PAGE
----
• Giving the ensembling model access to base features can be valuable when there is a lot of data and depending on some features the predictions of one model should be trusted more than the predictions of another model (of course, the latter is hard to know up-front). However, one often has to worry about this making it too easy to overfit and not adding value, so I would consider not doing that.
  • Ensembling models also need good hyperparameter choices and often need to be heavily regularized to avoid overfitting. How much so? Hard to say without a good validation set-up. If you do not have a good validation set-up for them, yet, this needs thought. A form of time-wise-splits like you seem to be using would be a sensible approach - e.g. you could use what you show in red as a the validation data on which you fit your ensembling models and then validate based on going even further into the future (perhaps you are already doing that?).
  • Have a look at the chapter on this in Kaggle GM Abishek Thakur's book (page 272 onwards) or - if you have easy access - there's excellent sections on ensembling and the validation schemes for it in the "How to Win a Data Science Competition" Coursera course, as well as what various Kagglers have written on ensembling (e.g. here or simply by looking at the forum discussions and winning solutions posted for a Kaggle competition that resembles your particular problem).

Why am I emphasizing Kaggle (and similar data science competition settings) so much? Firstly, because a lot of ensembling stacking gets done there. Secondly, because a lot of good incentives exist there to ensure that ensembling is not overfit and performs well on the unseen test data (while pracitioners sometimes fool themselves into believing in overfit results that are evaluated in an unreliable manner). Of course, there's also incentives to do things that would not work in practice, but might work well in the competition (like exploiting target leaks).

70-80% agreement between models that perform comparably (although a difference in accuracy of 65 vs. 70% seems large) actually sounds like a promising scenario for ensembling in the sense that this is on the low side for models trained on the same data. This reflects the reasonable diversity of models you chose (I'd expect a lot more similar results if you e.g. used XGBoost and LightGBM). Having models that are too similar in nature e.g. just multiple XGBoosts with slightly different hyperparameter values is usually much less valuable. Perhaps even more diversity could be achieved by having more models e.g. kNN classifier, logistic regression (both might require some good feature engineering) and depending on the details (that will determine whether there's any hope to do this - e.g. high cardinality categorical features, some inputs are text/images, being able to feed the time series nicely into a LSTM etc.) neural networks of some form (e.g. LSTM type).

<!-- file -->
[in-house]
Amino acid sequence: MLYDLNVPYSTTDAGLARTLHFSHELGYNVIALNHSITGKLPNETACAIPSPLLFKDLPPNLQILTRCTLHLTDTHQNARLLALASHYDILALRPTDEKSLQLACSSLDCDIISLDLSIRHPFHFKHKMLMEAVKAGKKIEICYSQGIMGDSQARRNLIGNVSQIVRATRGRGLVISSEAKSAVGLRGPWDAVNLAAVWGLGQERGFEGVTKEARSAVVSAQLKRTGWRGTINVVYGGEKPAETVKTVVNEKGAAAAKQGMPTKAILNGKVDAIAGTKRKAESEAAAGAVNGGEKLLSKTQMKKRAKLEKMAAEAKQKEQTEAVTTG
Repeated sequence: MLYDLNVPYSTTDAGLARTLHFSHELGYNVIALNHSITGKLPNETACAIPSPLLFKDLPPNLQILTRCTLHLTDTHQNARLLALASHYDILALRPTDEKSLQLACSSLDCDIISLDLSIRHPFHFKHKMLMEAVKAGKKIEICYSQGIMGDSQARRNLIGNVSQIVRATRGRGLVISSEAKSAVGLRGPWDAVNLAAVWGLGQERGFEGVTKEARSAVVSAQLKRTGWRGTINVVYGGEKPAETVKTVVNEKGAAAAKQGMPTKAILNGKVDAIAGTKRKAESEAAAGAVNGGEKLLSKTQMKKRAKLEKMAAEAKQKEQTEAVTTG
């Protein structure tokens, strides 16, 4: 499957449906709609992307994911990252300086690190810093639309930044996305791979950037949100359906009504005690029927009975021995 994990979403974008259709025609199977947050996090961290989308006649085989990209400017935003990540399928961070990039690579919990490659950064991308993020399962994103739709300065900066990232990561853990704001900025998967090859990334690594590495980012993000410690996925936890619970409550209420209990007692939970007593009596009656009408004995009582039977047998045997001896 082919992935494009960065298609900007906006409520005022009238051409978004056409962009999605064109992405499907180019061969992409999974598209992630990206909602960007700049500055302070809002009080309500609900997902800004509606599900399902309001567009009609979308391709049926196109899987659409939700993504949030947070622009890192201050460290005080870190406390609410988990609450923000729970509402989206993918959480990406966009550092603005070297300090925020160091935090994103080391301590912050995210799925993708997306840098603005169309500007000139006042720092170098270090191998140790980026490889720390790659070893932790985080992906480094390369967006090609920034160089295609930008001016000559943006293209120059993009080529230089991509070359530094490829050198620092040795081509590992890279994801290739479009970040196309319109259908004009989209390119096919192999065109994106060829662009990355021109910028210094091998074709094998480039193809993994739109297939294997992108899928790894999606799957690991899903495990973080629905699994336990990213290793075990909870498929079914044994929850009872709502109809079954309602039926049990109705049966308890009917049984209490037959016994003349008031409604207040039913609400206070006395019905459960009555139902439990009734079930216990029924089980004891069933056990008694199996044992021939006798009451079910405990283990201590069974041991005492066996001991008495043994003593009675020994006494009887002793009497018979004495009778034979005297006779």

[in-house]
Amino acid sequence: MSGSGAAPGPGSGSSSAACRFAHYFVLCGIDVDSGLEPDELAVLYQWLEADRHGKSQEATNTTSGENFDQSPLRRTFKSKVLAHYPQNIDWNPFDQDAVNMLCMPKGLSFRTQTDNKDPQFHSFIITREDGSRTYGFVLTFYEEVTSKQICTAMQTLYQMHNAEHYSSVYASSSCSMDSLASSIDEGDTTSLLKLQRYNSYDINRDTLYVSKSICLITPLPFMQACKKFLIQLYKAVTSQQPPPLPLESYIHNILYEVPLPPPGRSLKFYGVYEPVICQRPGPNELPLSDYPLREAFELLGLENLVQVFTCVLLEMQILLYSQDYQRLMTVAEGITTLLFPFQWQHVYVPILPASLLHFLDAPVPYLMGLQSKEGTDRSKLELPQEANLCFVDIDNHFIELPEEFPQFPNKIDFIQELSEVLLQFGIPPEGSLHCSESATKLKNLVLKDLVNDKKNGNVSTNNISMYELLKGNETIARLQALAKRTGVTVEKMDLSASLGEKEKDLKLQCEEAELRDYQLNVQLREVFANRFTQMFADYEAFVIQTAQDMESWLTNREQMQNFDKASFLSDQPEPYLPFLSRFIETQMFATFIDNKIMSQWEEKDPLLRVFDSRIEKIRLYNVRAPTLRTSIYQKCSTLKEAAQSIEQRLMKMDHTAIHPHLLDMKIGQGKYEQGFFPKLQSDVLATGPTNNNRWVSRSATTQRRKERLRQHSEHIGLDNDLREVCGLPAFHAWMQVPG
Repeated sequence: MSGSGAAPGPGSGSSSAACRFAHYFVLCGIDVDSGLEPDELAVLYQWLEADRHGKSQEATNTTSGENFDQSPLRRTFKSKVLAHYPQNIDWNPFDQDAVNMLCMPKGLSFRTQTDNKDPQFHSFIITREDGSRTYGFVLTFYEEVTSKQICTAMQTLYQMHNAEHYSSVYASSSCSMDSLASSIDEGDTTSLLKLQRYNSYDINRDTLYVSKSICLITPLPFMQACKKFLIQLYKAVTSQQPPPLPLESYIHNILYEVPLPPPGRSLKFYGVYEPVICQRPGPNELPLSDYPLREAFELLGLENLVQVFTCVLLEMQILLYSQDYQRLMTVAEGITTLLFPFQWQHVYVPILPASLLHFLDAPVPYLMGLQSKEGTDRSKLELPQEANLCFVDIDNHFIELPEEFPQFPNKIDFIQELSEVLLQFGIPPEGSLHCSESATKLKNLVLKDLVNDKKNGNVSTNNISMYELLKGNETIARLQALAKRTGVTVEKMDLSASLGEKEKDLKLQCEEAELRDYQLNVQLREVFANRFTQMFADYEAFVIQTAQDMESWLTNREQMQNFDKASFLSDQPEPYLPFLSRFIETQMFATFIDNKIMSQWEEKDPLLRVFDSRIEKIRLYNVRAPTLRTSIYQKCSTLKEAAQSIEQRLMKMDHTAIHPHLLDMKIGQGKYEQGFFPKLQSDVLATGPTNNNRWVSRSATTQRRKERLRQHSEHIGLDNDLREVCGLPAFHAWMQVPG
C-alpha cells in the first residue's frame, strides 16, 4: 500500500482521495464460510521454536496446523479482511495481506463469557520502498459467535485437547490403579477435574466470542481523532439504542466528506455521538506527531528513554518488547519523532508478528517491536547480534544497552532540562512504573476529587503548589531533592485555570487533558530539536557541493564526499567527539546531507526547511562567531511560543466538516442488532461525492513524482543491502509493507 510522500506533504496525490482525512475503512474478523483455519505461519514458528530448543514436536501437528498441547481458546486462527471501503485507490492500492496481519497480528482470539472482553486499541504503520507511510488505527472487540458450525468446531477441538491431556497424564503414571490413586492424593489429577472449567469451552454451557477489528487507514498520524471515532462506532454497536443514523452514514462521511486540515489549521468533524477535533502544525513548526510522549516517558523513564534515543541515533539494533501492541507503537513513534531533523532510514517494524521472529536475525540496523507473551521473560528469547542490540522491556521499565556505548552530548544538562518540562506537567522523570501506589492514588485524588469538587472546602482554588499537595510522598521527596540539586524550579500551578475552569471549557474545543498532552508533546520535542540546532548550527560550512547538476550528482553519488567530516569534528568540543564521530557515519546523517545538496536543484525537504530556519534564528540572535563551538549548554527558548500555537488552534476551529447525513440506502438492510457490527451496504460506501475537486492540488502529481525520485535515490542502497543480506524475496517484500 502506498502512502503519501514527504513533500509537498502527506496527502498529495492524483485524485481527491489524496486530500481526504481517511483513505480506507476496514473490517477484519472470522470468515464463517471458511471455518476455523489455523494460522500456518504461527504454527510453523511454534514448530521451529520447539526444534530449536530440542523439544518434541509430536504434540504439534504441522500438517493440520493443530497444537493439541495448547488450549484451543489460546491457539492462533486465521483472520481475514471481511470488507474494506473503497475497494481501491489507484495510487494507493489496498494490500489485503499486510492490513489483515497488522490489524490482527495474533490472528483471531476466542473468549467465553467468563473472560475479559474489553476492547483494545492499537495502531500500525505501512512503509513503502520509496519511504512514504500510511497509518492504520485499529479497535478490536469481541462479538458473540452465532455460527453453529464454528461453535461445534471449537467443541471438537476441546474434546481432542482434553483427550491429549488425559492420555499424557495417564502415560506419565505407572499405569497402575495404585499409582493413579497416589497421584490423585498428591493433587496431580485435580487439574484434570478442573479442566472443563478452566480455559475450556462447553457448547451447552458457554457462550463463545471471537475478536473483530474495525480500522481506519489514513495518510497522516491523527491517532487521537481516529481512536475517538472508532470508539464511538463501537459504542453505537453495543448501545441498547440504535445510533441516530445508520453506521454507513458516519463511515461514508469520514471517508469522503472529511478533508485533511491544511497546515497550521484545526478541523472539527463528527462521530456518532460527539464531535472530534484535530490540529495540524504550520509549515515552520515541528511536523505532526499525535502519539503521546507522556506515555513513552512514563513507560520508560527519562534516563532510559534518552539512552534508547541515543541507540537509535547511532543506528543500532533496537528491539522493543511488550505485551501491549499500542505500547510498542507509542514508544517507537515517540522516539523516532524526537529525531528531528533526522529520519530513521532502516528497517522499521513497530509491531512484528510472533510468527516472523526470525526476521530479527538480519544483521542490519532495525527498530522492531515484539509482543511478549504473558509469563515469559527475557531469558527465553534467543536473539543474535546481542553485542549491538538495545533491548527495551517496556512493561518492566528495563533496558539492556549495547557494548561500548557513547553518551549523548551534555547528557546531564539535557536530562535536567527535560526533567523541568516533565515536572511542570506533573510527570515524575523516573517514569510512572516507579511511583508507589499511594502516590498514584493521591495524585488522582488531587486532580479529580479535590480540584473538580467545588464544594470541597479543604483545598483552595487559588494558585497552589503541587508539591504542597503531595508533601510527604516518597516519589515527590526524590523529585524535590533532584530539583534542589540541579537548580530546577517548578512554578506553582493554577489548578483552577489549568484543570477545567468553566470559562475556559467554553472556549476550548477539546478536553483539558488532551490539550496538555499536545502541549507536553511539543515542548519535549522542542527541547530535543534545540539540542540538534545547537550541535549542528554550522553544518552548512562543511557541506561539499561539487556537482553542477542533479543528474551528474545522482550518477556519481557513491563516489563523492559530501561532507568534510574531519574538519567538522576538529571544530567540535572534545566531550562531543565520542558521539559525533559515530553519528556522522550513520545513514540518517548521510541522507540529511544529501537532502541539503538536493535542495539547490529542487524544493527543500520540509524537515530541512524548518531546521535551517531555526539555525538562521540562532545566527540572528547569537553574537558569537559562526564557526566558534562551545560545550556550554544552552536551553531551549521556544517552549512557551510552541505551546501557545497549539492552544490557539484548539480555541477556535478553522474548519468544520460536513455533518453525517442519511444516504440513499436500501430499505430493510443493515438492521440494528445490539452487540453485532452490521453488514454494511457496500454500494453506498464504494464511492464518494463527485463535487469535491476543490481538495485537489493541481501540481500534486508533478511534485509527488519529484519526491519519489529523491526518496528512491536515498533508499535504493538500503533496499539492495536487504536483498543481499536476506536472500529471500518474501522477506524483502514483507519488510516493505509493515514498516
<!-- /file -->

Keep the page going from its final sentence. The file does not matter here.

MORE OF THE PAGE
• $\begingroup$ Thank you for your response. I'll certainly read through the Kaggle content you linked. From your answer though, overall, it seems like the only big actionable suggestions that I haven't tried yet is using a simpler level 2 model, and adding some KNN and LR into base models for additional diversity. I will certainly try these things. The reason I didn't want to use LR for lvl 2 model is precisely for the reason you identified in your 2nd point - I am hoping for dependencies b/t features and base model performance to be found, which I think LR would not find. But I will try. $\endgroup$ Jan 31, 2022 at 16:30
  • $\begingroup$ I am confident in my nested CV setup, I think everything is correct there. Broadly speaking, in this kind of situation (reasonable amount of data, yet lackluster stacking performance), you have outlined several things to try - increase base model diversity even more, try variety of lvl 2 models. Let's say I've exhausted those options and the situation is the same. What would you recommend? Is there a point at which you say "stacking just won't help here"? If so, do I just conclude that the base model "dis-agreement" is due just to noise, and there's no additional performance left on the table? $\endgroup$ Jan 31, 2022 at 16:33
  • $\begingroup$ Additionally, I'm reading your link and they refer to a model type with an acronym "ET". What does that stand for? $\endgroup$ Jan 31, 2022 at 19:08
  • $\begingroup$ I'm wondering if the amount of data is effectively less than you hope due to the correlated nature of time series. That may favor more basic models, even if with more data complicateed models might be better. Stacking/ensembling is tricky business because of the heightened overfitting risk it entails. I really like trying a weighted average. One nice thing with that is that if the optimal weights for all but one model are 0, this gives you a hint that one model might be too much better than the others for ensembling to work. I'm not sure what ET is, possibly ExtraTreesClassifier/Regressor. $\endgroup$
    – Björn
    Jan 31, 2022 at 23:01
  • $\begingroup$ I've differenced and otherwise set up my data so that there shouldn't huge big autocorrelation issues, but I definitely understand your logic. How do you suggest going about doing a weighted average? Especially a weighted average that will make some weights 0? Are you talking about LASSO regression? $\endgroup$ Feb 1, 2022 at 0:45